Crackdown nets Sh64m worth of illegal foreign cars


Second hand cars being offloaded from a Cargo Ship at the Port of Mombasa. FILE PHOTO | NMG

The Kenya Revenue Authority (KRA) seized cars worth Sh64.5 million in the crackdown on vehicles with foreign number plates in the three months to March, pushing the value of illegal goods confiscated in the period to March to Sh570.7 million.

The taxman multi-agency findings show the value of motor vehicles seized jumped from Sh400,000 the previous quarter after President Uhuru Kenyatta ordered a crackdown on illegal use of foreign number plates.

Kenya’s strict age limits on car imports and high import taxes has made shipping vehicles into the country expensive, creating a lucrative backdoor market for cars meant to be transshipped to regional neighbours.

The KRA also recorded higher interceptions of illegal cigarettes, mobile phones, clothing and petroleum products.

“Quarter three which starts in January kicked off on a high note following a crackdown on motorists illegally using vehicles with foreign number plates. The crackdown was conducted on 12th January and 13th January 2022 in collaboration with other agencies thus an increase in the number of motor vehicles seized,” KRA said.

Kenya which currently only allows the importation of vehicles up to eight years, has the strictest regime on the age limit of used cars in the region.

Tanzania allows imports of cars as old as 10 years while Burundi, Rwanda and South Sudan, on the other hand, have no formal age limits for used cars.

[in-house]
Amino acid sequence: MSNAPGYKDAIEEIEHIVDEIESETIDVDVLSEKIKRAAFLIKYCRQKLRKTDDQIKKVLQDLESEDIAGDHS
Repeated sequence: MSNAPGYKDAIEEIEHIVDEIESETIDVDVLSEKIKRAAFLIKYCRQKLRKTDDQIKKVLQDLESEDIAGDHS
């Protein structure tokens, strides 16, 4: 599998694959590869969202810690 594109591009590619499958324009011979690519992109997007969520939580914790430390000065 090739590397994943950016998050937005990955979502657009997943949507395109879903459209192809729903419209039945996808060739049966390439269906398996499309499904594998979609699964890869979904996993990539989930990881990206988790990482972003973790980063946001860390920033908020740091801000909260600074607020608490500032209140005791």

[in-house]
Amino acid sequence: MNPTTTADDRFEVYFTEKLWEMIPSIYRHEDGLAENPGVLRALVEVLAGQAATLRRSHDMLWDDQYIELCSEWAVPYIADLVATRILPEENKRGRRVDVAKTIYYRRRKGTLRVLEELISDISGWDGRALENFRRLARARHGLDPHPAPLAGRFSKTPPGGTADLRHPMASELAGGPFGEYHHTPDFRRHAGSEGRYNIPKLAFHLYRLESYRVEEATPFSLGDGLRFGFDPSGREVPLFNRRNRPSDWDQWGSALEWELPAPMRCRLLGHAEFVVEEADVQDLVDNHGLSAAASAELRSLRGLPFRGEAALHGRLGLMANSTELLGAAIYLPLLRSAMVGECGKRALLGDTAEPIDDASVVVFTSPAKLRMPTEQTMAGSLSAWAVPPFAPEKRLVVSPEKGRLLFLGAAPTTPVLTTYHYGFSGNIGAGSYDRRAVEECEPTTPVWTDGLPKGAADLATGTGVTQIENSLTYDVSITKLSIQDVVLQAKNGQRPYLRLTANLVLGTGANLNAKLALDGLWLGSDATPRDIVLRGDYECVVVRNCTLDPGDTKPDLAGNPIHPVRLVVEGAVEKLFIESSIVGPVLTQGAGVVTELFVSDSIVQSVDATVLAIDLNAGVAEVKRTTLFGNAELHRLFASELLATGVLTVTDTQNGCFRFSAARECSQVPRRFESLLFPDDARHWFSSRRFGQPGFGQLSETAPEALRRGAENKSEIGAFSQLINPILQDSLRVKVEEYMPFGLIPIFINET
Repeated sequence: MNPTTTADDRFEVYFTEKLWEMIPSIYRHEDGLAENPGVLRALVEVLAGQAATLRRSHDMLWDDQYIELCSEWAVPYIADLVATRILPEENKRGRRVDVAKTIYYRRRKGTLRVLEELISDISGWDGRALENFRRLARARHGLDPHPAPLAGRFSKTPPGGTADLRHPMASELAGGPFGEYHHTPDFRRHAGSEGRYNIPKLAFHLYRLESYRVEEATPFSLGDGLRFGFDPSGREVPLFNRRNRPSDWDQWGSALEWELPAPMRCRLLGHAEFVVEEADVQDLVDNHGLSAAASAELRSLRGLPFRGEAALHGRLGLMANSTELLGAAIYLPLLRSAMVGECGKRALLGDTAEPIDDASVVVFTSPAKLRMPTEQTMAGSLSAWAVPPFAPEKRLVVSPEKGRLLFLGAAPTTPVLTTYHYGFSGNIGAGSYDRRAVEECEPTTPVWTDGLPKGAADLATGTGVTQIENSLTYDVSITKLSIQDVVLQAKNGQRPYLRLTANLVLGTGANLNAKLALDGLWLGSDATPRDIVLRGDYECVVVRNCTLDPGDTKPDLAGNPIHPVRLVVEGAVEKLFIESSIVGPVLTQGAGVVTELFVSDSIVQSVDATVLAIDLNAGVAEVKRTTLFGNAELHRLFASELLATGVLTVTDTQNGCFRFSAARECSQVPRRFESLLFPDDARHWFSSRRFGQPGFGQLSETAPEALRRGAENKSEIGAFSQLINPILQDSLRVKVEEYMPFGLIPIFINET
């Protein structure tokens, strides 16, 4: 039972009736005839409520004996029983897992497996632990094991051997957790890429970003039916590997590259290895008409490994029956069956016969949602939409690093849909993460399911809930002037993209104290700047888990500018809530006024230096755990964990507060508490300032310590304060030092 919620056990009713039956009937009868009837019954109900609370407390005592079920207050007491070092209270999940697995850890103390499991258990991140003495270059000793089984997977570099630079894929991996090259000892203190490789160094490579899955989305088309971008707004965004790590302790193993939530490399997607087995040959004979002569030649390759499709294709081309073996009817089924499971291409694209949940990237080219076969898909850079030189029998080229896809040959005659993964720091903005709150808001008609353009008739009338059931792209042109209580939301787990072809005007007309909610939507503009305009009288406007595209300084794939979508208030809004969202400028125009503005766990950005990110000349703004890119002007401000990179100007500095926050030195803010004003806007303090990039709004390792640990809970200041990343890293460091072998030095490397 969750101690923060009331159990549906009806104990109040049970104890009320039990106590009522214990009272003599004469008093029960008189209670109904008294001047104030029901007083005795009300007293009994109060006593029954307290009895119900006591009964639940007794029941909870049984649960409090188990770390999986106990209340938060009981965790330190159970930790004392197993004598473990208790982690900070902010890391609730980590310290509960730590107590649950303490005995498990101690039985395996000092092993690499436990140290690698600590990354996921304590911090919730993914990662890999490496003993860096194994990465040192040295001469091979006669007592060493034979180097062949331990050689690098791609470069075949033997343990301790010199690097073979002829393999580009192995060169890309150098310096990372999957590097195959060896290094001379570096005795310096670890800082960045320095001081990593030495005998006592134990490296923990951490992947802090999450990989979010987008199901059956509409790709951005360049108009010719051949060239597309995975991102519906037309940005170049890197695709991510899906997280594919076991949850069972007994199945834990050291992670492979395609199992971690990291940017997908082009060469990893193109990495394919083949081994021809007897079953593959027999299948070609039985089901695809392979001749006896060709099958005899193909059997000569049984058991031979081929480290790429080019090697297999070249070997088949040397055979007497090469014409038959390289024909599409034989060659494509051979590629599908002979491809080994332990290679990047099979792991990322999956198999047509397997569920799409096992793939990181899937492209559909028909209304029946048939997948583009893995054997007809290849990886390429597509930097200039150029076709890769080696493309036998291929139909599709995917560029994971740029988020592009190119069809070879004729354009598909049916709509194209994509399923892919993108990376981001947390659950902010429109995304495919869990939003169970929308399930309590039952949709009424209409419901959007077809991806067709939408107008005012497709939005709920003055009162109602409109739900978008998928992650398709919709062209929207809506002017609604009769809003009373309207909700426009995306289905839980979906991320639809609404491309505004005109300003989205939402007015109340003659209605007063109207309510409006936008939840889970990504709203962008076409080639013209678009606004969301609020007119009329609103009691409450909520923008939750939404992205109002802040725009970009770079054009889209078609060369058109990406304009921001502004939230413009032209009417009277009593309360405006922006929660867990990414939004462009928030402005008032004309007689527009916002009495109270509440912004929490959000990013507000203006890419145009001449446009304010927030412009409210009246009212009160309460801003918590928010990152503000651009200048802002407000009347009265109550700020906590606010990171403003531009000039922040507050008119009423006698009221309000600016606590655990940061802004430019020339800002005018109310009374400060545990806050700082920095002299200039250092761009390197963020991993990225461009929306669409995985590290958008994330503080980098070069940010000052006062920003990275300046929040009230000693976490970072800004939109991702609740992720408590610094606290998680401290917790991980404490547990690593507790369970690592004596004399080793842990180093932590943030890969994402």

It was only in 2018 that Uganda passed a law limiting importation of vehicles manufactured more than 15 years earlier.

Uganda Revenue Authority (URA) on April 1, 2022, announced that effective July 1, 2022, there will be a non-clearance of motor vehicles of nine years and above under the warehousing regime.

The different set of age limits within the region has fuelled tax and regulatory arbitrage to ship in cheaper and older cars.

Many Kenyans are reportedly involved in a tax and regulatory arbitrage to ship in cheaper and older cars.

Most of the used cars coming from Uganda, though cheaper, are much older than those in the Kenyan used car market because of Kampala’s more relaxed age limit on its imported second-hand vehicles.

This implies that one can ship in a much older car through Uganda, declare low custom value and pay much lower taxes compared to direct importation into Kenya where used cars aged more than eight years cannot be allowed in.

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